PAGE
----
I hadn't really expected to meet many sailors my age, as most young adults are busy working their ways into comfortable careers, scrimping and saving so that they, too, may one day enjoy a carefree retirement. I did, however, expect to see the occasional salty puppy enjoying a year off while still willing and able to do so. After all, even I knew that once you've bought a boat, the sailing lifestyle can be fairly inexpensive and relatively easy, a seemingly perfect choice for a semi-responsible 20-something. Yet for some reason, my generation seems to be unaware of this. So in hopes of promoting the great lifestyle of sailing, especially to the young and the inexperienced, I'll profile several young sailors who've decided to begin the cruising life earlier than most.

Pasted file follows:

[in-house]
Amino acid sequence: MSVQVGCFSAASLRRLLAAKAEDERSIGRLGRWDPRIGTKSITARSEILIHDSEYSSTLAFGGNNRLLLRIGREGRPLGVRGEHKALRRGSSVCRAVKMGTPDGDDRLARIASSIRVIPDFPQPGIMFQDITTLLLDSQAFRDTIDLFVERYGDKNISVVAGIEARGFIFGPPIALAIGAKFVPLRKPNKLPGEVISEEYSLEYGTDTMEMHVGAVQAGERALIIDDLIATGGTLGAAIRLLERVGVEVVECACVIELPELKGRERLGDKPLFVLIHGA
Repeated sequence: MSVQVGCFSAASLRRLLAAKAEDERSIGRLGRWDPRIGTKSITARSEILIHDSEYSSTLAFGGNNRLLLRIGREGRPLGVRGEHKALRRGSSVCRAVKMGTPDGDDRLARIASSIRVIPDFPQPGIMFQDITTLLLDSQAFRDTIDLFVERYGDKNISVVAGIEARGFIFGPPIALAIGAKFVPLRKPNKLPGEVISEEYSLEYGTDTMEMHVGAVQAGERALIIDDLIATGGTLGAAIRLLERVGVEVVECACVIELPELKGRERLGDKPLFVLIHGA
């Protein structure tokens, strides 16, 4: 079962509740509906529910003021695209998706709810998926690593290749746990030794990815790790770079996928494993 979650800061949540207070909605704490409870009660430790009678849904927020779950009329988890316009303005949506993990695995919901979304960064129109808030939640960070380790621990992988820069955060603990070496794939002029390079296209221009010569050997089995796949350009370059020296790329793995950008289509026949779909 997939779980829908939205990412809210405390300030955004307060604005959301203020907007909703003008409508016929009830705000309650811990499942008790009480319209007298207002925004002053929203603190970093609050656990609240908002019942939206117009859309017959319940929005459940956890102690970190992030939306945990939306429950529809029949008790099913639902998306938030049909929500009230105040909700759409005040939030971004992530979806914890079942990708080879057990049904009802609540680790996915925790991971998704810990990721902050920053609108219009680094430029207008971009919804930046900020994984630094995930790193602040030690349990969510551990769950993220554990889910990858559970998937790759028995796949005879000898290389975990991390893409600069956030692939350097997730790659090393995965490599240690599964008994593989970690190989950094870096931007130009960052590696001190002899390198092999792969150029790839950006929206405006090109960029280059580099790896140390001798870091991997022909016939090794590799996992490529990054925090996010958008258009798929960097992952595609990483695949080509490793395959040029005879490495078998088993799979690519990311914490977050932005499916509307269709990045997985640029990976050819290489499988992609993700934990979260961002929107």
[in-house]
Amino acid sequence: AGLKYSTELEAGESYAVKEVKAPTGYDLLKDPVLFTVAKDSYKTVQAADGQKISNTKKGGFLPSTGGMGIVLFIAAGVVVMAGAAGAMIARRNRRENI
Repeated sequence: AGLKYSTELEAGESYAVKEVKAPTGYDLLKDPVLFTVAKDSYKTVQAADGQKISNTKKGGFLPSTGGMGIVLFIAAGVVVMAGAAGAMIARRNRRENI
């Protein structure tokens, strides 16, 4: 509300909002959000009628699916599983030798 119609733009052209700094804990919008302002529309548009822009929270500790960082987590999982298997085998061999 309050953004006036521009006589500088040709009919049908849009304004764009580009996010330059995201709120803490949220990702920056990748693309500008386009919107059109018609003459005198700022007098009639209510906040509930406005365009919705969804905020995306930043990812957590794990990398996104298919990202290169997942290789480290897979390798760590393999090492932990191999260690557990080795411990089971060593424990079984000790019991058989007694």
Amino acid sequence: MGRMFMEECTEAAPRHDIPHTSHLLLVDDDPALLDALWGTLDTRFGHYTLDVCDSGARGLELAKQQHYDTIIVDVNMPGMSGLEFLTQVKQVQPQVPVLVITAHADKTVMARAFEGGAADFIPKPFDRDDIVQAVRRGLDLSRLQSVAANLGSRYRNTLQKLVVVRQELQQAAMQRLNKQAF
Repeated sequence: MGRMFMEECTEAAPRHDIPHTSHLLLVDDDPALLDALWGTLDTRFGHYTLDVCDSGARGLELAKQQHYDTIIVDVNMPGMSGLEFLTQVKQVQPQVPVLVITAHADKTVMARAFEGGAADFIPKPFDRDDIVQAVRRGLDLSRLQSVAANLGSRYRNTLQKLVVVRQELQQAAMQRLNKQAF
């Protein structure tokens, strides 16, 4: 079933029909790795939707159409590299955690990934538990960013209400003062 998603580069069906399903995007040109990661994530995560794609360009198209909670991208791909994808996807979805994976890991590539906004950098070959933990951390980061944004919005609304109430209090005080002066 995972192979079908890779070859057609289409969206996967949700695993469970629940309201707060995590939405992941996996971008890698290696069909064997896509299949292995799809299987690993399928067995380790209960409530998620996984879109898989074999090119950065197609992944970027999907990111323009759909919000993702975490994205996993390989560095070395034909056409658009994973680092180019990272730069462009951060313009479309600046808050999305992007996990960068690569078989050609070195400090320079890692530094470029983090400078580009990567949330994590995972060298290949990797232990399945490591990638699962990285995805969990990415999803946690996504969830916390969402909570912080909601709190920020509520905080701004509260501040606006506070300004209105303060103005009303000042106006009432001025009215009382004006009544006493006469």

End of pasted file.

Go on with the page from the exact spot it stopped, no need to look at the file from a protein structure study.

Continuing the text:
I'm 24 years old and a graduate of Virginia's College of William and Mary. Because my brother already had a boat, my transition into the sailing world was pretty easy. I simply reserved a time on the boat, saved my summer earnings, and joined Richard on his annual winter trip to the Bahamas. Before we left Sarah's Creek (which is in Gloucester Point) on December 27, 2005, I'd only spent a grand total of 20 hours on Margarita-or any other sailboat, for that matter. Over the next three months, I learned how to read the wind, interpret a chart, navigate at night, follow the waves, and cook eggs while barraged by high seas. We covered roughly 1,500 nautical miles from Sarah's Creek to Little Farmer's Cay, Exumas, and I spent less than $2,500; I could've spent much less if I knew how to catch a fish.